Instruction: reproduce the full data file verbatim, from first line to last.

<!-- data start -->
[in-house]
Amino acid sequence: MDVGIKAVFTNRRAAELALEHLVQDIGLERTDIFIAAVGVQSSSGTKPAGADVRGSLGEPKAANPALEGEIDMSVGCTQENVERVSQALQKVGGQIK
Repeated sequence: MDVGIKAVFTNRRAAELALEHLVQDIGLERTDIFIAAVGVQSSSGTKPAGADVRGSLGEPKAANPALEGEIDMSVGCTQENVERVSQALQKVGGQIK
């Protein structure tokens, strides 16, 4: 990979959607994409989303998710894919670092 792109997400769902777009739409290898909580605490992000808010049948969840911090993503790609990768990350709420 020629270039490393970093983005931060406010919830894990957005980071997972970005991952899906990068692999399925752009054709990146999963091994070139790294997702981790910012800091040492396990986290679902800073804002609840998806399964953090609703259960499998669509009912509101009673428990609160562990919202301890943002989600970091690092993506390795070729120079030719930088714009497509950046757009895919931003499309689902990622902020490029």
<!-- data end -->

[in-house]
Amino acid sequence: MDVGIKAVFTNRRAAELALEHLVQDIGLERTDIFIAAVGVQSSSGTKPAGADVRGSLGEPKAANPALEGEIDMSVGCTQENVERVSQALQKVGGQIK
Repeated sequence: MDVGIKAVFTNRRAAELALEHLVQDIGLERTDIFIAAVGVQSSSGTKPAGADVRGSLGEPKAANPALEGEIDMSVGCTQENVERVSQALQKVGGQIK
């Protein structure tokens, strides 16, 4: 990979959607994409989303998710894919670092 792109997400769902777009739409290898909580605490992000808010049948969840911090993503790609990768990350709420 020629270039490393970093983005931060406010919830894990957005980071997972970005991952899906990068692999399925752009054709990146999963091994070139790294997702981790910012800091040492396990986290679902800073804002609840998806399964953090609703259960499998669509009912509101009673428990609160562990919202301890943002989600970091690092993506390795070729120079030719930088714009497509950046757009895919931003499309689902990622902020490029």